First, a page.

The United Nations is betting that satellites could help the world catch up on emissions reductions. From a report: The organization has unveiled a Methane Alert and Response System (MARS) that, as the name implies, will warn countries and companies of “major” methane emission releases. The technology will use satellite map data to identify sources, notify the relevant bodies and help track progress on lowering this output.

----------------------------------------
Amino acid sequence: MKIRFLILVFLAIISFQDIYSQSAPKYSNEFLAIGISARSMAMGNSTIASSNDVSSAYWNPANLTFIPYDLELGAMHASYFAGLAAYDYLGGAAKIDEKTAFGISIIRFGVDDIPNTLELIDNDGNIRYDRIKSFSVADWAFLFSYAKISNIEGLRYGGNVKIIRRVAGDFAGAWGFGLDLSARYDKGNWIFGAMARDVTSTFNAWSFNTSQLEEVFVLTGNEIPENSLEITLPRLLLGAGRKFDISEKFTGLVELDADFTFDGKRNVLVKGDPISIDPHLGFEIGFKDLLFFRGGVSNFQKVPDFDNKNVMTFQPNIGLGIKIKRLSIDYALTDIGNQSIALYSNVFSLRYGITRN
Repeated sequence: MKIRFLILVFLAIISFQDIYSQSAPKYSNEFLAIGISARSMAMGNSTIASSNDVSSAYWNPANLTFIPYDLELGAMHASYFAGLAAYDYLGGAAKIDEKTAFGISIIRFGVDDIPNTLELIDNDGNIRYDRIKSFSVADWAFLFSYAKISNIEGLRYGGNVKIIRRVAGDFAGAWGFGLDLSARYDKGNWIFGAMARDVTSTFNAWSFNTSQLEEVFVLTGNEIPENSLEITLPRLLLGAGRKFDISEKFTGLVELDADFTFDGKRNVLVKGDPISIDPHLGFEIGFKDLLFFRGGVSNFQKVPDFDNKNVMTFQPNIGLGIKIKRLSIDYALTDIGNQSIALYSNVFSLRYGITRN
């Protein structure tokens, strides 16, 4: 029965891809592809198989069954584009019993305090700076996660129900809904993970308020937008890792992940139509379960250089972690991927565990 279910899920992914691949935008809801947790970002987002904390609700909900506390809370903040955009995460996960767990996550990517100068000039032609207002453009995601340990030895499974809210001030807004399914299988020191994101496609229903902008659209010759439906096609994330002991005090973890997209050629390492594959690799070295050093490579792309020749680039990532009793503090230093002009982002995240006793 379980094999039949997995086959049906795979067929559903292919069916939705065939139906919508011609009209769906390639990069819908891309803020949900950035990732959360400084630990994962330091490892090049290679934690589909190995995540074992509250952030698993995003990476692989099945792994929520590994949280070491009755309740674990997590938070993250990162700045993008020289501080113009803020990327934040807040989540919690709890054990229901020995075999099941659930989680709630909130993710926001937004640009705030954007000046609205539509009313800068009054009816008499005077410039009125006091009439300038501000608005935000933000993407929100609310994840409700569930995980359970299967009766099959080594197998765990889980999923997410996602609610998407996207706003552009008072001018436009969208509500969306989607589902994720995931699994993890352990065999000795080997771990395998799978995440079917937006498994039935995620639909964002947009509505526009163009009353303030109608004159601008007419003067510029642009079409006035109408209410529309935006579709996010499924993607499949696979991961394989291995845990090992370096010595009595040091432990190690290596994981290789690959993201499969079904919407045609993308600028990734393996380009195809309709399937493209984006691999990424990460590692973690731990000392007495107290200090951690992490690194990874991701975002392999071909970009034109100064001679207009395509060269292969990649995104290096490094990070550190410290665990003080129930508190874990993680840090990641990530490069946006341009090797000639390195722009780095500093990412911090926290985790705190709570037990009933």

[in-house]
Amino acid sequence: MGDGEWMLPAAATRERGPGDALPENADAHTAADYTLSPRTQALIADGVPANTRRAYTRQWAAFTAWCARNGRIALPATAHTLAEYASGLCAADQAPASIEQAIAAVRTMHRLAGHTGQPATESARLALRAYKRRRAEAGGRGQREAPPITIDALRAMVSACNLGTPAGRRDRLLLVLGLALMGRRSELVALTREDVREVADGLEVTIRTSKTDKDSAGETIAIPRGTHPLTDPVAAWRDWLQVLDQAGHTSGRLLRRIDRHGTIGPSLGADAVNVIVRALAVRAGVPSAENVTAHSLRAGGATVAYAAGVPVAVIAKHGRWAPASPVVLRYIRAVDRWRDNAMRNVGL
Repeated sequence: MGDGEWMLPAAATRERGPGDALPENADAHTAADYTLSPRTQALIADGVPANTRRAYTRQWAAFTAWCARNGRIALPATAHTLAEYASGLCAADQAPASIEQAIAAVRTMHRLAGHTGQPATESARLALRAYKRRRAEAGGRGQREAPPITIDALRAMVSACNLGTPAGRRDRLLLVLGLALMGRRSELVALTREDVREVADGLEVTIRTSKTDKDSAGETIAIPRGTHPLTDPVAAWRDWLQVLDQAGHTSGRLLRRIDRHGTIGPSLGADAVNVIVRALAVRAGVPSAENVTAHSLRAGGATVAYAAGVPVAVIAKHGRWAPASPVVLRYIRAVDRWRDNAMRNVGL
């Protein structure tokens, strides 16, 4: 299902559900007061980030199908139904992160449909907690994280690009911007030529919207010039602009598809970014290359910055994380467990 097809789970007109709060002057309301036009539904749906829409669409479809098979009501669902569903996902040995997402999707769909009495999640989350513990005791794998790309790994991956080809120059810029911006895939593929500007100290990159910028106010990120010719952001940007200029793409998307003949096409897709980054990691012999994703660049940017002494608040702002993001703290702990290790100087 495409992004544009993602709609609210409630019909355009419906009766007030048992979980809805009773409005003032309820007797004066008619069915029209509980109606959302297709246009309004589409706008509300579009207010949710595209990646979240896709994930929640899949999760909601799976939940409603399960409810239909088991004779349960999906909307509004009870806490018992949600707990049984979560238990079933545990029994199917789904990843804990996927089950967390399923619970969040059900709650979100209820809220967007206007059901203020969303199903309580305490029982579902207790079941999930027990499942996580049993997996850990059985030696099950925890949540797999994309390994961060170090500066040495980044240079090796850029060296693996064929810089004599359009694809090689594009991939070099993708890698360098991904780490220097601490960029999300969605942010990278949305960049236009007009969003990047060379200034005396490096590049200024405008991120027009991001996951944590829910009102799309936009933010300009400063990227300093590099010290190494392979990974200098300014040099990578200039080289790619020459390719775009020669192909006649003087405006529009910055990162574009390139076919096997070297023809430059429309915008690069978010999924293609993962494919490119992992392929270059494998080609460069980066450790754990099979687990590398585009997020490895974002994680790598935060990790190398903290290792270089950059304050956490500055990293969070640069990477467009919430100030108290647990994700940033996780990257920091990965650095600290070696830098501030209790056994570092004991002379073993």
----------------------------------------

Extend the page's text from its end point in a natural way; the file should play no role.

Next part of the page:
The initial MARS platform will focus on “very large” energy sector sources. It’ll gradually expand to include less powerful sources, more frequent alerts and data from animals, coal, rice and waste. Partners in the program, such as the International Energy Agency and UN’s Climate and Clean Air Coalition, will provide help and advice. The information also won’t remain a secret, as the UN will make both data and analyses public between 45 to 75 days after it’s detected. The system will get its early funding from the US government, European Commission, Bezos Earth Fund and the Global Methane Hub. Both Bezos’ fund and GMH are backing related efforts, such as studies on spotting and counteracting agricultural methane emissions.

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